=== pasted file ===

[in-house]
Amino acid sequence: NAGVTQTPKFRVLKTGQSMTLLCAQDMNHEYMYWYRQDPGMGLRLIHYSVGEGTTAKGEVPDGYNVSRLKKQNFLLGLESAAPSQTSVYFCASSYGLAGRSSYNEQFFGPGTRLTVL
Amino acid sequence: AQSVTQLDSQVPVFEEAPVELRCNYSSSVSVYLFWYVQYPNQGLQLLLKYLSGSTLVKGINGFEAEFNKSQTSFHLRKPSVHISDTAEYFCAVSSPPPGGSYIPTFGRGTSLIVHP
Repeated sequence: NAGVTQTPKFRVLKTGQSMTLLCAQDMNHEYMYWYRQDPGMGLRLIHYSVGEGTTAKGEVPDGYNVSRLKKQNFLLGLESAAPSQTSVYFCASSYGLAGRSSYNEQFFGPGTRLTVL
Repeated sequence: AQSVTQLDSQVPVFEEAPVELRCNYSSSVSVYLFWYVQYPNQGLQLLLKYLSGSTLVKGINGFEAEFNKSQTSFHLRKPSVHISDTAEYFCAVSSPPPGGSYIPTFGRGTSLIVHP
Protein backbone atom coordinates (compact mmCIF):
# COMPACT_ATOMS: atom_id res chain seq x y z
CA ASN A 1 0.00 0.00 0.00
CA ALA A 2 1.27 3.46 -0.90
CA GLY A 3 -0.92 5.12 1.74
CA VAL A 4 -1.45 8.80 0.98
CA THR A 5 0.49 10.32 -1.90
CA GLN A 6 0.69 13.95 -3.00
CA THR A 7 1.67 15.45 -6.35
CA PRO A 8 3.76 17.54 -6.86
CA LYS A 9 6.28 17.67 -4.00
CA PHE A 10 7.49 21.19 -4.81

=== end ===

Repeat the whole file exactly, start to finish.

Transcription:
[in-house]
Amino acid sequence: NAGVTQTPKFRVLKTGQSMTLLCAQDMNHEYMYWYRQDPGMGLRLIHYSVGEGTTAKGEVPDGYNVSRLKKQNFLLGLESAAPSQTSVYFCASSYGLAGRSSYNEQFFGPGTRLTVL
Amino acid sequence: AQSVTQLDSQVPVFEEAPVELRCNYSSSVSVYLFWYVQYPNQGLQLLLKYLSGSTLVKGINGFEAEFNKSQTSFHLRKPSVHISDTAEYFCAVSSPPPGGSYIPTFGRGTSLIVHP
Repeated sequence: NAGVTQTPKFRVLKTGQSMTLLCAQDMNHEYMYWYRQDPGMGLRLIHYSVGEGTTAKGEVPDGYNVSRLKKQNFLLGLESAAPSQTSVYFCASSYGLAGRSSYNEQFFGPGTRLTVL
Repeated sequence: AQSVTQLDSQVPVFEEAPVELRCNYSSSVSVYLFWYVQYPNQGLQLLLKYLSGSTLVKGINGFEAEFNKSQTSFHLRKPSVHISDTAEYFCAVSSPPPGGSYIPTFGRGTSLIVHP
Protein backbone atom coordinates (compact mmCIF):
# COMPACT_ATOMS: atom_id res chain seq x y z
CA ASN A 1 0.00 0.00 0.00
CA ALA A 2 1.27 3.46 -0.90
CA GLY A 3 -0.92 5.12 1.74
CA VAL A 4 -1.45 8.80 0.98
CA THR A 5 0.49 10.32 -1.90
CA GLN A 6 0.69 13.95 -3.00
CA THR A 7 1.67 15.45 -6.35
CA PRO A 8 3.76 17.54 -6.86
CA LYS A 9 6.28 17.67 -4.00
CA PHE A 10 7.49 21.19 -4.81